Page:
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7.7 Write Assignments in Separate Statements

It is often convenient to write an assignment inside an if-condition, but that can reduce the readability of the program. Here’s an example of what to avoid:

if (x = advance (x))

The idea here is to advance x and test if the value is nonzero. However, readers might miss the fact that it uses ‘=’ and not ‘==’. In fact, writing ‘=’ where ‘==’ was intended inside a condition is a common error, so GNU C can give warnings when ‘=’ appears in a way that suggests it’s an error.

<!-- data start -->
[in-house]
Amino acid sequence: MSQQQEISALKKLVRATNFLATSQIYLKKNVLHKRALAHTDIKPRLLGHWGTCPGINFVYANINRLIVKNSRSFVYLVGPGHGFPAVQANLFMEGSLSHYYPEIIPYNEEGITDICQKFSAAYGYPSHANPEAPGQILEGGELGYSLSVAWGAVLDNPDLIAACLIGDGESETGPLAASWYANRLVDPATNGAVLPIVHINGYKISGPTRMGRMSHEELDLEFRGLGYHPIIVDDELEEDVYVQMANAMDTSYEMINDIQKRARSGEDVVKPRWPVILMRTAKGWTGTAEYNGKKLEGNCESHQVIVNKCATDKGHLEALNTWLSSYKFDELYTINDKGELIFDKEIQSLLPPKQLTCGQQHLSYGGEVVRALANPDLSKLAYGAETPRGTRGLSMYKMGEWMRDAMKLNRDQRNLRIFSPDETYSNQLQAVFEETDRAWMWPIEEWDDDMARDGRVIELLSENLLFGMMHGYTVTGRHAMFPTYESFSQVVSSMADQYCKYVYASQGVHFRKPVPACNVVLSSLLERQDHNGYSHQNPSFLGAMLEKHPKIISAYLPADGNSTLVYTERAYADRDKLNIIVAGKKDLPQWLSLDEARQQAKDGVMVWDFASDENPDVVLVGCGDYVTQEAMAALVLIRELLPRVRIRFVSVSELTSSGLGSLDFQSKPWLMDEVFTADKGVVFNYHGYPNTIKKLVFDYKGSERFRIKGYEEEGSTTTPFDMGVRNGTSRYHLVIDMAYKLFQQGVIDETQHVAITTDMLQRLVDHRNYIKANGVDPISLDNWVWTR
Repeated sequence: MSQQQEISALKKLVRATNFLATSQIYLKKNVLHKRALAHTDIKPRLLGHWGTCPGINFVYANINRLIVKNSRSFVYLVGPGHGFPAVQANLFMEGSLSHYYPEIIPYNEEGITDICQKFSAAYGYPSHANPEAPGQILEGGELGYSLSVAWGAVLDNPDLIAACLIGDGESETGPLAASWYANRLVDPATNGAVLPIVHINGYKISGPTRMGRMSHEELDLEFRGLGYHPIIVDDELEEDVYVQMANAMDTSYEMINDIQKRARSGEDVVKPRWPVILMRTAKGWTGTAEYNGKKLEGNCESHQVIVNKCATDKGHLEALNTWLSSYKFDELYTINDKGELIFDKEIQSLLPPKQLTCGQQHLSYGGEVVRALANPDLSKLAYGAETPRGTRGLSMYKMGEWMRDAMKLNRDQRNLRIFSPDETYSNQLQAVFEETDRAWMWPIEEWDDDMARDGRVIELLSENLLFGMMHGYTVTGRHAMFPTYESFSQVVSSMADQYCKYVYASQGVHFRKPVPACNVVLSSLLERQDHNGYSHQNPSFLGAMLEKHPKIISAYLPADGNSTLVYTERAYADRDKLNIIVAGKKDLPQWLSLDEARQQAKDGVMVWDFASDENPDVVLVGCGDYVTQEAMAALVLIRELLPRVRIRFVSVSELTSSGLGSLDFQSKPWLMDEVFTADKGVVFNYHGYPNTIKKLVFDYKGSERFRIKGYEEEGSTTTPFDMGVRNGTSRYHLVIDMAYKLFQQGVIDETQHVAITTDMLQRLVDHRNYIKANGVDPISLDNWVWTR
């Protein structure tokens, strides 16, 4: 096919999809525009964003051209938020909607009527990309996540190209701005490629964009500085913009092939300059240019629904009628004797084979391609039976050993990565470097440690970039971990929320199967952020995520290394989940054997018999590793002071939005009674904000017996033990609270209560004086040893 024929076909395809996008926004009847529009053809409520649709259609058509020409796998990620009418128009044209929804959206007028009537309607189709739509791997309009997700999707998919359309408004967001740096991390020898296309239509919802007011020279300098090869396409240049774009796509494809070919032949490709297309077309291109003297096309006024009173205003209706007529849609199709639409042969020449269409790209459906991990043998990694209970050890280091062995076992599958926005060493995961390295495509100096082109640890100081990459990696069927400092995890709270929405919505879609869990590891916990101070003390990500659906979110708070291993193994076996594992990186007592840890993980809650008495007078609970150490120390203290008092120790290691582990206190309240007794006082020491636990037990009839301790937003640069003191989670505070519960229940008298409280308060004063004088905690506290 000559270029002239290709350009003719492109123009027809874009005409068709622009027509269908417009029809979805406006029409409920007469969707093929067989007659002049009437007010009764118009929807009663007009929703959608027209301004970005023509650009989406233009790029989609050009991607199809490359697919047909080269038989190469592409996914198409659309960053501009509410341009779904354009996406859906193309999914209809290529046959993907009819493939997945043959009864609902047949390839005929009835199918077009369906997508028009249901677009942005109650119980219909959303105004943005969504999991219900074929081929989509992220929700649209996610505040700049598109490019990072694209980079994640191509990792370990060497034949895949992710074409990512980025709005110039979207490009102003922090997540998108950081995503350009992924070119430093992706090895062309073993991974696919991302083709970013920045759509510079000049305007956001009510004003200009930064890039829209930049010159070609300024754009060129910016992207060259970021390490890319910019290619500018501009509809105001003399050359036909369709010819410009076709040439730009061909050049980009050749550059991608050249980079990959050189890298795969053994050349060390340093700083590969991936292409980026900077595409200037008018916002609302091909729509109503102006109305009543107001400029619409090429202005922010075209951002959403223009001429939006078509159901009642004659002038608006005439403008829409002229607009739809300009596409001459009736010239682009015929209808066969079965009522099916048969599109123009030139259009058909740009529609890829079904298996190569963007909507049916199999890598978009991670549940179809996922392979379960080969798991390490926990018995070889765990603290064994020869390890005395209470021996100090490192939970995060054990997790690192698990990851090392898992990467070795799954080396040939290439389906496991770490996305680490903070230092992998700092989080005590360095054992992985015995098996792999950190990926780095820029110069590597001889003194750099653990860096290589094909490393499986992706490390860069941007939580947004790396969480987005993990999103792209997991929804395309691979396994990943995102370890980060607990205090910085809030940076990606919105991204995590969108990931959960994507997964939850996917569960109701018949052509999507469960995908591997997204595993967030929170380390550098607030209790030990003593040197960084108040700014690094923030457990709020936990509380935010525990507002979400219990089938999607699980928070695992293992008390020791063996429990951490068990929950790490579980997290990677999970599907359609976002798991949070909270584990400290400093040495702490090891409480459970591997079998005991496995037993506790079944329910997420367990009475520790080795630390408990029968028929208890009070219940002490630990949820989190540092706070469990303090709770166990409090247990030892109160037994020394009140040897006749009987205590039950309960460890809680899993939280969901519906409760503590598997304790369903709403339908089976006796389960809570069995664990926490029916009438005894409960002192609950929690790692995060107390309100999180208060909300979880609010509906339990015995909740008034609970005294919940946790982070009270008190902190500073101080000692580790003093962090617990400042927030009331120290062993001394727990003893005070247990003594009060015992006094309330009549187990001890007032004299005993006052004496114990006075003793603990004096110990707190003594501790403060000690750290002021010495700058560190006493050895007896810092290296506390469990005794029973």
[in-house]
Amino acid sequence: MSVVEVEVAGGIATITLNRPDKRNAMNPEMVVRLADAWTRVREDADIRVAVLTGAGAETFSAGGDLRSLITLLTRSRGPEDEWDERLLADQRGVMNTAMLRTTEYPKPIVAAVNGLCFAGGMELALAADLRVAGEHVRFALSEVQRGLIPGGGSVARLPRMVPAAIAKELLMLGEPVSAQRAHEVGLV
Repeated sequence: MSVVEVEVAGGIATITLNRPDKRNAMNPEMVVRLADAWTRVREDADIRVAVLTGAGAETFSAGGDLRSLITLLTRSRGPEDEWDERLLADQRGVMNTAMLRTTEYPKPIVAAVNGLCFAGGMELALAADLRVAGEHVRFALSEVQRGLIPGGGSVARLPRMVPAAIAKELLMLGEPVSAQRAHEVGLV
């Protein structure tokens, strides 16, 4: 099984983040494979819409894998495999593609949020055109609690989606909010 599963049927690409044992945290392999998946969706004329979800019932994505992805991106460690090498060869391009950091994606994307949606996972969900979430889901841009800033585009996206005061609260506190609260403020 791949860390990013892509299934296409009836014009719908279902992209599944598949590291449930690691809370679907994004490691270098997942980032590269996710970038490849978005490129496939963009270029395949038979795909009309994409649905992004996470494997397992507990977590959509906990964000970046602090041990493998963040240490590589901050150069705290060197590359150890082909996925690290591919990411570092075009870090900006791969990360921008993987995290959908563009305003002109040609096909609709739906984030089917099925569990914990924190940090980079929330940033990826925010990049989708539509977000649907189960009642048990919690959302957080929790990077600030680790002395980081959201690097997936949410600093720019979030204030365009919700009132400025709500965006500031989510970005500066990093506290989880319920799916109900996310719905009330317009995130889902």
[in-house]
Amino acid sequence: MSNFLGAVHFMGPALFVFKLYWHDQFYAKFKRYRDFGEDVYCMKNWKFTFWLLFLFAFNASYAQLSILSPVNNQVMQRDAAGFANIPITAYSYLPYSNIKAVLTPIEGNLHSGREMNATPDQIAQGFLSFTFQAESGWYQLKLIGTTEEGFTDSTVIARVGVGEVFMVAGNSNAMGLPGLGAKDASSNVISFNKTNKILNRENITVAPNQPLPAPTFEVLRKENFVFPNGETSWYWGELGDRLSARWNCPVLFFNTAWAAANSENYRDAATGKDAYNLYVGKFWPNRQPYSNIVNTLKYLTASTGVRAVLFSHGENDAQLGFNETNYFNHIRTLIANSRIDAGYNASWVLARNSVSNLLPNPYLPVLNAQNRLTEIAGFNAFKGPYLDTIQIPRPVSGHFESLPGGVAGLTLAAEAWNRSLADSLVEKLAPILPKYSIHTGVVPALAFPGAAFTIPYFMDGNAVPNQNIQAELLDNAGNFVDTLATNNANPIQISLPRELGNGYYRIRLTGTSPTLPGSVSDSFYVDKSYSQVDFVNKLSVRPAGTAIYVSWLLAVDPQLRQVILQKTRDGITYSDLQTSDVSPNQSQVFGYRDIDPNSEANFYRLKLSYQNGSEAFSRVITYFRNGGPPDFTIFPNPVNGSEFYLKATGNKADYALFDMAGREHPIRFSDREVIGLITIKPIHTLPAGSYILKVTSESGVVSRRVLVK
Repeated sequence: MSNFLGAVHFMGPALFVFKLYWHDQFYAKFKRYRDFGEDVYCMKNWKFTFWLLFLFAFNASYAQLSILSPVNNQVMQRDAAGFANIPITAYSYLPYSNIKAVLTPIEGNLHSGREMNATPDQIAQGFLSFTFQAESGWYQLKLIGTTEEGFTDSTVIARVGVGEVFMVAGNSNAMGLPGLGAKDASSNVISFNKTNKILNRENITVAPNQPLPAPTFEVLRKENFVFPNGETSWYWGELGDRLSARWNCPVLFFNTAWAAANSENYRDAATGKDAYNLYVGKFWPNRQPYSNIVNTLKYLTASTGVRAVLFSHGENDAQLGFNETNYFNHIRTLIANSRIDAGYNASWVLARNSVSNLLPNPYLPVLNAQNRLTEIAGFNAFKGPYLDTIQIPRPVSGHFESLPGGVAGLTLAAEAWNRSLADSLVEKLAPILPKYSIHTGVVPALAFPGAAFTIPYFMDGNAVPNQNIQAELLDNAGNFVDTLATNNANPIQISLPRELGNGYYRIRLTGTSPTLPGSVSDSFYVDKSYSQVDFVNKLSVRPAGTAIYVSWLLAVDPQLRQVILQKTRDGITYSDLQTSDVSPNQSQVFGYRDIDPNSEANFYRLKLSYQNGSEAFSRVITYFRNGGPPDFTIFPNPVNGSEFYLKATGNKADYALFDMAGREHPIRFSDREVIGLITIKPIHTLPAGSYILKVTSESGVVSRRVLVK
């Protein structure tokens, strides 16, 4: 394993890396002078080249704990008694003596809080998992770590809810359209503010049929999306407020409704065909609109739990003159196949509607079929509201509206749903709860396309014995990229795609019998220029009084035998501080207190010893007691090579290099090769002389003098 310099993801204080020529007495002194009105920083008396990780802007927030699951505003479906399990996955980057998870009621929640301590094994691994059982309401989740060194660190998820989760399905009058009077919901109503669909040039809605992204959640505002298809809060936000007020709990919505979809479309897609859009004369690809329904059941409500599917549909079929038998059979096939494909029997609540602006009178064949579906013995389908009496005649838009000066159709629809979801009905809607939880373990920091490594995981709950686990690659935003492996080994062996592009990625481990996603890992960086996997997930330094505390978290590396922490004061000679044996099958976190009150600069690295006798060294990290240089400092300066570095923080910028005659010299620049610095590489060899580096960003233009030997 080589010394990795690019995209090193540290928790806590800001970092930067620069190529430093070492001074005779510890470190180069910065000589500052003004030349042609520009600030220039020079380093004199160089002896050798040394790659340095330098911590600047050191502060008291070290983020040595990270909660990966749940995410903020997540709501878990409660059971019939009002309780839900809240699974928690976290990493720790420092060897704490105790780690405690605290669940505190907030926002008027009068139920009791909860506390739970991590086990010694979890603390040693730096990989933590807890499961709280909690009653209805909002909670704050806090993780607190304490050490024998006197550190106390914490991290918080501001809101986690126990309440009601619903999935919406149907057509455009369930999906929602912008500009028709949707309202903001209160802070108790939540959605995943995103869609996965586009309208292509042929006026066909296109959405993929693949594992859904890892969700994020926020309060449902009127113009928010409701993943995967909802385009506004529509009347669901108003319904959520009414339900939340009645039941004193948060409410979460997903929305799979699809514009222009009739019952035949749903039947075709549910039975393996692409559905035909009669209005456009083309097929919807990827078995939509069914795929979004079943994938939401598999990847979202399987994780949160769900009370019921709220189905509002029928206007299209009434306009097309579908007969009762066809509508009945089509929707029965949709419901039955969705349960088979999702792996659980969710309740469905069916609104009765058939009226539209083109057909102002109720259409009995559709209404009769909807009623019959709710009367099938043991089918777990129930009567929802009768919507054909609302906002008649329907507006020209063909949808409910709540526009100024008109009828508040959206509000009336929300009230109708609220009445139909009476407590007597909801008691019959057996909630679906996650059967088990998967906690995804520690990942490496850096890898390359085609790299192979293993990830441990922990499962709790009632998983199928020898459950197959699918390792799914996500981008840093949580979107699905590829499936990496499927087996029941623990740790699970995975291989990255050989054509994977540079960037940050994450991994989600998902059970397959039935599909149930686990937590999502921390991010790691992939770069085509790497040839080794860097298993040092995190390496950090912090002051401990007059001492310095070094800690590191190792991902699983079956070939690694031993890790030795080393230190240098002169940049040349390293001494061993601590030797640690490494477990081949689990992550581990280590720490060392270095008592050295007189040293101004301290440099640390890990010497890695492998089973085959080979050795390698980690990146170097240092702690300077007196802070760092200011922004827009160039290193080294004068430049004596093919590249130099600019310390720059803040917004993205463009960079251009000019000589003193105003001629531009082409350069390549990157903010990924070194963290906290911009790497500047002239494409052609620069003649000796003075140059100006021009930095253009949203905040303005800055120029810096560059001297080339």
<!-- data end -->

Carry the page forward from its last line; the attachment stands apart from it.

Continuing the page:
It is much clearer to write the assignment as a separate statement, like this:

x = advance (x);
if (x != 0)

This makes it unmistakably clear that x is assigned a new value.

Another method is to use the comma operator (see Comma Operator), like this:

if (x = advance (x), x != 0)

However, putting the assignment in a separate statement is usually clearer unless the assignment is very short, because it reduces nesting.